BUILDERS hitting underground electricity cables are responsible for the high number of power cuts in a rural village, councillors heard.
Huw Thomas, operations section head of Scottish Power, told Kelsall Parish Council building work was behind almost half of the power cuts experienced in the village already this year.
He said: 'So far this year there have been 15 faults within the village, eight of them have been on the underground cable network and six of them down to third party damages.
'There has been a lot of development within the village and this has caused a fairly large proportion of the problems experienced in the last nine months, and perhaps beyond that if we looked at it in detail.'
Mr Thomas described the number of power cuts experienced this year as 'reasonably high', adding that without them the village's power supply would be acceptably reliable.
'In broad terms we expect one to 1.5 faults per 100 customers, so in Kelsall where there are 1,500 households you are looking at between 15 to 22 faults a year.
'If the six faults caused by third party damages were taken out of the equation it would be about reasonable.'
Mr Thomas said four sub-stations in the village are supplied by a high-voltage supply from Tarvin. A low-voltage supply is then fed from the sub-station to houses via overhead lines and underground cables.
He said recent improvements to the Tarvin substation have improved the area's electricity supply, with only one major fault on the high voltage supply last year, in comparison to five in 2002.
He added that Scottish Power has refurbished 90% of Kelsall's electricity cables and has plans to replace many overhead lines with aerial bundle cable which is a thicker, more robust cable not affected by bad weather.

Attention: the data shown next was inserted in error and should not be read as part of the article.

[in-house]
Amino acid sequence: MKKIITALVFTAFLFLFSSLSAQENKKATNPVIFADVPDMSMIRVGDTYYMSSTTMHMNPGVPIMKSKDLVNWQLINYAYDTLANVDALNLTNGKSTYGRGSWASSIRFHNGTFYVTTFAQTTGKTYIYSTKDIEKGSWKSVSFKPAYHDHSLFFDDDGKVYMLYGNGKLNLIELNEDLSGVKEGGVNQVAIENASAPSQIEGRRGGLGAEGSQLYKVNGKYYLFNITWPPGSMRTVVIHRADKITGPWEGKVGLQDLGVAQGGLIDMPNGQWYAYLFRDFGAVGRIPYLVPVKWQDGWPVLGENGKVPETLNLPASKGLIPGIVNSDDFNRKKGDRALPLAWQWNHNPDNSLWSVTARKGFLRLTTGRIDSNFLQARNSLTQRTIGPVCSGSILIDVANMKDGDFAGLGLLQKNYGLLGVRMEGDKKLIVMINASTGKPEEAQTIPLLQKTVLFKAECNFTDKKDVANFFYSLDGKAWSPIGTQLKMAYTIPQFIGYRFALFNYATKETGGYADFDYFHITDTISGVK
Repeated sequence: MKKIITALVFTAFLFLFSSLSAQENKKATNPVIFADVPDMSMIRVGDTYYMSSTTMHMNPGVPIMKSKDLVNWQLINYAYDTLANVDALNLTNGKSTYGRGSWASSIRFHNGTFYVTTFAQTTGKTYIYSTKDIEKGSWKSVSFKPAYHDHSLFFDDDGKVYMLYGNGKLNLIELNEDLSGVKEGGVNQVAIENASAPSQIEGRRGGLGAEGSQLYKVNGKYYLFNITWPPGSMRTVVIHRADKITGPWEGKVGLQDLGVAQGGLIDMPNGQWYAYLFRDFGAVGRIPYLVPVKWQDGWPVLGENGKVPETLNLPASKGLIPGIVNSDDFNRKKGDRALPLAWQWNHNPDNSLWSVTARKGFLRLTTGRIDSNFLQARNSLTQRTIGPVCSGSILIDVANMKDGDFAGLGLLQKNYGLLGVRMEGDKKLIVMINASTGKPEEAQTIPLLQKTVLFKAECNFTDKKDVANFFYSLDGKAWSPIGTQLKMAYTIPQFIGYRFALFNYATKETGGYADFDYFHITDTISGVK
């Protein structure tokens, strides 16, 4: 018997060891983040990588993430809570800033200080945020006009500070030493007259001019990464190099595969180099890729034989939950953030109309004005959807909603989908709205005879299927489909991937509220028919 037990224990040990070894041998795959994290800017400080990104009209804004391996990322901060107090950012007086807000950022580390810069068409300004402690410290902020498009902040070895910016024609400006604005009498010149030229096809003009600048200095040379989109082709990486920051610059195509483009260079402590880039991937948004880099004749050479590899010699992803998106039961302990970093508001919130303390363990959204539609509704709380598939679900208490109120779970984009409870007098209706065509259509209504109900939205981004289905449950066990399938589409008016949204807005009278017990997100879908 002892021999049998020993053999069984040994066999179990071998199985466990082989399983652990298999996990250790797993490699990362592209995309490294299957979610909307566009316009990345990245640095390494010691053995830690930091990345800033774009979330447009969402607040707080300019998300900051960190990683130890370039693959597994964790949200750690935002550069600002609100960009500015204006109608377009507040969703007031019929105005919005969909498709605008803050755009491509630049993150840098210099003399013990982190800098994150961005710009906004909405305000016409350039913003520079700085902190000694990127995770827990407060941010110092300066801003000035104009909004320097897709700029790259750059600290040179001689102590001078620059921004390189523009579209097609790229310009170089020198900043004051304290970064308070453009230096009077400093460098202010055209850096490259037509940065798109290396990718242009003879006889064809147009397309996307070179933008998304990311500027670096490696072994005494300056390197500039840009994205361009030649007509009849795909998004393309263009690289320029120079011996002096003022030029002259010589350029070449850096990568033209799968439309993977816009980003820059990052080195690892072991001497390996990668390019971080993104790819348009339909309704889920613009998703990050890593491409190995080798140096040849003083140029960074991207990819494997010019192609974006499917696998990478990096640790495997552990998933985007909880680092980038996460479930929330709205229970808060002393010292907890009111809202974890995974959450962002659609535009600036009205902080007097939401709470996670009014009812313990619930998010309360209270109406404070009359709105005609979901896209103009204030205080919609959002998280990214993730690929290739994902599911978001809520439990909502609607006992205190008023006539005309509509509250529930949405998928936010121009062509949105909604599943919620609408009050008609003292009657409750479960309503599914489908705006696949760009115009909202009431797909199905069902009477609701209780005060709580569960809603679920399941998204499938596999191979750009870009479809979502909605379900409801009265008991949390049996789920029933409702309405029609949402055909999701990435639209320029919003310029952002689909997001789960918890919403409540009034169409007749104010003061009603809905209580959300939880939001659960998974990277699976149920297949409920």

Underground cable will only be considered if a line is to be laid near a school or play area or another area requiring extra safety precautions, because the aerial bundle cable is just as reliable.
City and parish Cllr Tony Castle praised Scottish Power's work in making improvements to the system, but said villagers were concerned there were not enough engineers during the storms of October 2002 to deal with power cuts.
Mr Thomas said the power cuts in question were brought on by exceptional circumstances.
'The way the industry works is that we have an agreement with other electricity companies whereby we share staff in emergencies.
'If there is just one area affected we are able to move staff about throughout the country but that October everywhere was hit pretty badly so we could not get the staff to support us.
'We did import staff from Ireland, doing that took some time and they were working in a different way to us. It didn't prove the best move Scottish Power ever made.'
Speaking after the meeting, Cllr Castle said he was satisfied with the answers provided by the company.
'We were concerned about the way they reacted to the storms in October 2002, but their attitude has changed in the last two years, they have got the message that Kelsall in the past has suffered terrific outages and they need to be more open about it.'